The IRA killed a Royal Navy officer with a bomb planted in his car that exploded near a Roman Catholic section of Belfast, where some residents were said to jeer as the car burned.
Monday night's attack came three days after eight British soldiers were slain by another IRA bomb.Police said the victim was the only casualty when the bomb exploded and the car burst into flames as it crossed Queen's Bridge in east Belfast near a stronghold of IRA support. The British newspaper The Guardian said some residents jeered as the car burned.
The outlawed Irish Republican Army claimed responsibility in a telephoned message to a radio station, saying it had killed a British soldier.
A press officer at police headquarters in Belfast said the 45-year-old victim was a Royal Navy recruiting officer who worked in Belfast.
Police Tuesday identified the recruiting officer as Lt. Alan Shields, 45. He was believed to be the first member of the Royal Navy killed by the IRA in Northern Ireland.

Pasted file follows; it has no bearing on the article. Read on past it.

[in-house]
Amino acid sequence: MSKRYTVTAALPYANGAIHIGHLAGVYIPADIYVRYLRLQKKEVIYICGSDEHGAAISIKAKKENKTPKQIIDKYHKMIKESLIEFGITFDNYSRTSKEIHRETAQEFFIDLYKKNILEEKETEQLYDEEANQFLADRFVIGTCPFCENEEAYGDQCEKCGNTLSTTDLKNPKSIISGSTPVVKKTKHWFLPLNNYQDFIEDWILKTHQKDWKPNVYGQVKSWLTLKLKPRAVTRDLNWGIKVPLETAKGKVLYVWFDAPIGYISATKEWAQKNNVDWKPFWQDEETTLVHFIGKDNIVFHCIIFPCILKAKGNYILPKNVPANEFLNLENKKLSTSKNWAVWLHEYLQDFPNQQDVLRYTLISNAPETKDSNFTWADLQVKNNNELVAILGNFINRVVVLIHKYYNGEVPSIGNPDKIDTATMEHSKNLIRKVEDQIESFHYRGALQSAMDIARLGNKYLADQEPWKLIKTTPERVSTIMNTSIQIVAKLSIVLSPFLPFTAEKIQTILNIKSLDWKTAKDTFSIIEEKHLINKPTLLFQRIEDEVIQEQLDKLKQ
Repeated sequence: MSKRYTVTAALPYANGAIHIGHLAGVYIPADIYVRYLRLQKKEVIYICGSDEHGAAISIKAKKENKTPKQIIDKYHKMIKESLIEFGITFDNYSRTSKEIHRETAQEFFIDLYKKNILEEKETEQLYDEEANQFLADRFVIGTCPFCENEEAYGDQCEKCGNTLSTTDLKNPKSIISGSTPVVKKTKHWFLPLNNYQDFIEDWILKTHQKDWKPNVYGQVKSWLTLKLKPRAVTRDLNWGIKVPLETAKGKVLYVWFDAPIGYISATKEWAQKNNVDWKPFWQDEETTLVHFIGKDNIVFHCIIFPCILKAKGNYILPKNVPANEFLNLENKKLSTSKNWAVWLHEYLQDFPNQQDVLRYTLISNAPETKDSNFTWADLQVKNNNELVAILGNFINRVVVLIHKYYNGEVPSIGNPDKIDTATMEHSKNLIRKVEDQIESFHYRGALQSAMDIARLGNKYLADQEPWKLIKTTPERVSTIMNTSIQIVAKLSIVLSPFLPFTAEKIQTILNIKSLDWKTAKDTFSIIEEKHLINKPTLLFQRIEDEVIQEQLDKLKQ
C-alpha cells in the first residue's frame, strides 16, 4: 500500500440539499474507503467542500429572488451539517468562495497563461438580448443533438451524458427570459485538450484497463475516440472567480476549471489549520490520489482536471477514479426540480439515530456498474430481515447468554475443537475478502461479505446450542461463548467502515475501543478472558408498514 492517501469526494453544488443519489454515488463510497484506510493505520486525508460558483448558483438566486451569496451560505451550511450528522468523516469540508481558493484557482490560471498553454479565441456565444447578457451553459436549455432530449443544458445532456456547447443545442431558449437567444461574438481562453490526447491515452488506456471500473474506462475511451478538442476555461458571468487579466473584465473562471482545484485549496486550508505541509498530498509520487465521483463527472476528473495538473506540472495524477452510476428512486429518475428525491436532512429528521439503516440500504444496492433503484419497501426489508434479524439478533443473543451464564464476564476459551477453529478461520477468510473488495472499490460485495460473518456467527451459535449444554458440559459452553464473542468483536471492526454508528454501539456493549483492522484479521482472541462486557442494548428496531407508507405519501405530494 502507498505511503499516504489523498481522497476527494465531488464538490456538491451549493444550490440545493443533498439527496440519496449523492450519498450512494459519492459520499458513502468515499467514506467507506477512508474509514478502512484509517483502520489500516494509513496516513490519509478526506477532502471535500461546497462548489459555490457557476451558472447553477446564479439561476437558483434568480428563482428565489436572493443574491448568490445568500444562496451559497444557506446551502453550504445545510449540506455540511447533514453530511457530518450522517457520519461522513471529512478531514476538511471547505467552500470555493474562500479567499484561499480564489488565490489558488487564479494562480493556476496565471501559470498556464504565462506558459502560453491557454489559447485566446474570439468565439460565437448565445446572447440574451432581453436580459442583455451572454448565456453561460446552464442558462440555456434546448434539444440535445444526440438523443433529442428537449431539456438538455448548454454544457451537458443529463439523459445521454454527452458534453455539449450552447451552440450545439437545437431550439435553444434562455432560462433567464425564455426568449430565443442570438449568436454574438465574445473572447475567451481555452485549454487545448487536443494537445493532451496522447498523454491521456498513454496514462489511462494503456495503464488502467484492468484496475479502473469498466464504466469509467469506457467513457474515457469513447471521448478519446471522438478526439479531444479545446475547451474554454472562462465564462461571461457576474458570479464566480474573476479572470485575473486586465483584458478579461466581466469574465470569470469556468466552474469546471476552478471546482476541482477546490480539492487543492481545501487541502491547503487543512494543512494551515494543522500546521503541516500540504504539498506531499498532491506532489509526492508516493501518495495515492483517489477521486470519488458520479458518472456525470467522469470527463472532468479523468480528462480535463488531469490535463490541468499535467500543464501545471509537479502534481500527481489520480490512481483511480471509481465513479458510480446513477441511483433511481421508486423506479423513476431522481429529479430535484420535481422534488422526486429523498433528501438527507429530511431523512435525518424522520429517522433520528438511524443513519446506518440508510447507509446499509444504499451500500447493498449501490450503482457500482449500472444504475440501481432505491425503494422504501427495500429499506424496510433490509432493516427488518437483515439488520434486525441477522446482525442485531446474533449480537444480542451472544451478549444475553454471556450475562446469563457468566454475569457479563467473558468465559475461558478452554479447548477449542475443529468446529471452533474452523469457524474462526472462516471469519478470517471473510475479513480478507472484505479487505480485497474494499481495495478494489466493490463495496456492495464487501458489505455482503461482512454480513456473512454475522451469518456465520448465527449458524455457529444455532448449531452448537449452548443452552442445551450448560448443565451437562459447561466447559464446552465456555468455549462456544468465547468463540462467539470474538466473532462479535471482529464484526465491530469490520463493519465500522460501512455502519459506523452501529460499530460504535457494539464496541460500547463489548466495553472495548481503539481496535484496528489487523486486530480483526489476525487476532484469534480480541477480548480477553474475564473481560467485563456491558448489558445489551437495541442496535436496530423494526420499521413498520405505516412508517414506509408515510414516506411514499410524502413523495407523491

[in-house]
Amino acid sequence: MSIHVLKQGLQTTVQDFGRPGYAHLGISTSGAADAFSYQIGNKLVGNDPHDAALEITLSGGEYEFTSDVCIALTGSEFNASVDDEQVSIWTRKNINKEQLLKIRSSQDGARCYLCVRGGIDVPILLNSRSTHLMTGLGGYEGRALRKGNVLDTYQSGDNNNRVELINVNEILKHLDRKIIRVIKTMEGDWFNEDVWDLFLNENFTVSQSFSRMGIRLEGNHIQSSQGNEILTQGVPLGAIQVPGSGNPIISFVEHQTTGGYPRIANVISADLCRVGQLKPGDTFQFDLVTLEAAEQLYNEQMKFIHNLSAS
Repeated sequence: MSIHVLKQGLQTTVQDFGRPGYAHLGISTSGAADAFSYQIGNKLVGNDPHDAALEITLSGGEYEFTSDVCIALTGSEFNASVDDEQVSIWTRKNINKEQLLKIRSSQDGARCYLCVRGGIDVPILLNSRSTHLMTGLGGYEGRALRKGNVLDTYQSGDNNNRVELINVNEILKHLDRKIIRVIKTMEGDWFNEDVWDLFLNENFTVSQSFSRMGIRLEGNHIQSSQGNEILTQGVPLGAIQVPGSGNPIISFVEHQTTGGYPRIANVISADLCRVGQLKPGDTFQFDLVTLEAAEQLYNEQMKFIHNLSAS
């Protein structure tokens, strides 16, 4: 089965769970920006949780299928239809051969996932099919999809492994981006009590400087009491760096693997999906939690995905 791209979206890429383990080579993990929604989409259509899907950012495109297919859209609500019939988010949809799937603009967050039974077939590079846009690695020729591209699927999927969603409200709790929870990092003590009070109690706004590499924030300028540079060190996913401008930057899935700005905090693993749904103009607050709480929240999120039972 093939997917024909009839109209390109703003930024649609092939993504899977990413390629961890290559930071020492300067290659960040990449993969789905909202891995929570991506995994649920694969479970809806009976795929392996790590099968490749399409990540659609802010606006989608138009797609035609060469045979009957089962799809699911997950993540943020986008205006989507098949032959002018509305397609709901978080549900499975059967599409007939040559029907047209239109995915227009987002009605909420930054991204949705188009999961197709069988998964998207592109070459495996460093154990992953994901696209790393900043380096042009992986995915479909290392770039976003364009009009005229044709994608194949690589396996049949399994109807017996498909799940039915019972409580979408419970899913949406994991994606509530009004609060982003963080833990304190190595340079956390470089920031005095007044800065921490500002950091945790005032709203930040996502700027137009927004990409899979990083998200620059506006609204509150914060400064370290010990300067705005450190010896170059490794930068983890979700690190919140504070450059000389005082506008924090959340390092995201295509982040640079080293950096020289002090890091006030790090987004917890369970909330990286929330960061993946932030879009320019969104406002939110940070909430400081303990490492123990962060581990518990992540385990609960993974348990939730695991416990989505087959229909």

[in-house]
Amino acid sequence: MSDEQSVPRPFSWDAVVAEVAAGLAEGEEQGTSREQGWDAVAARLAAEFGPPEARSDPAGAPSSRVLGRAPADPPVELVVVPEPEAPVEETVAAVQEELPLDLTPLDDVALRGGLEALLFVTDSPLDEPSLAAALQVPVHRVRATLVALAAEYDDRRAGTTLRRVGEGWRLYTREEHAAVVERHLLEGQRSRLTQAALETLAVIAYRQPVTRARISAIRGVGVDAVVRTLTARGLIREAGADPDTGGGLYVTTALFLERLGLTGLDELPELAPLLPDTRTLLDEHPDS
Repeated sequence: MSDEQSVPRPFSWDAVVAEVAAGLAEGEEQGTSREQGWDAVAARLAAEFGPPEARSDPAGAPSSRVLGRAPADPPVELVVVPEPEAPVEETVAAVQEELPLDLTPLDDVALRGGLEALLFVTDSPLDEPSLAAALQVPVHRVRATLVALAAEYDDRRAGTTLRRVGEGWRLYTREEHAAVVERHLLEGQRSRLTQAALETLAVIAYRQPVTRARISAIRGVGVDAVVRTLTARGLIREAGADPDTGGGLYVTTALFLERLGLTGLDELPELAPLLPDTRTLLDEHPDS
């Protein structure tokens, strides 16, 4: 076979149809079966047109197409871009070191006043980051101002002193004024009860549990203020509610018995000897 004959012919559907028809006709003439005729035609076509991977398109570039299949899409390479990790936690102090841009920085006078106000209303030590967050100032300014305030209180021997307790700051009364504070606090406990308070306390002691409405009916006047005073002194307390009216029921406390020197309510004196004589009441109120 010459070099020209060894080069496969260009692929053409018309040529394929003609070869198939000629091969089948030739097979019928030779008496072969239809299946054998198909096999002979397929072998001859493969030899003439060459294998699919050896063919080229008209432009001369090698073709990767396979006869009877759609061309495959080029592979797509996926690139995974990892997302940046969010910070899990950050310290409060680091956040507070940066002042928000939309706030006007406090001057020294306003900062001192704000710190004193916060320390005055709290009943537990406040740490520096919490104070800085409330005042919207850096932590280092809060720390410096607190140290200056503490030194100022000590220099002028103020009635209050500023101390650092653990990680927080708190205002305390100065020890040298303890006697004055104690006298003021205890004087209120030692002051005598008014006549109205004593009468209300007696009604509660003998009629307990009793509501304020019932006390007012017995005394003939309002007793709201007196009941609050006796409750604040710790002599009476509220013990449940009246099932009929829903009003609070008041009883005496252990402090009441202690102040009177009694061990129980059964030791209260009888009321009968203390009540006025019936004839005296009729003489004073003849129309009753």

Crispin Rodwell, a news photographer who was driving about 50 yards behind the car, said: "It just exploded and was immediately engulfed in flames. Several people ran forward with fire extinguishers but the flames were very intense."
"They sprayed it but couldn't get close enough to have any effect and the driver was still inside," Rodwell said.
The attack followed an IRA bombing 50 miles west of Belfast on Saturday that killed eight British soldiers in a military bus and injured 27 others.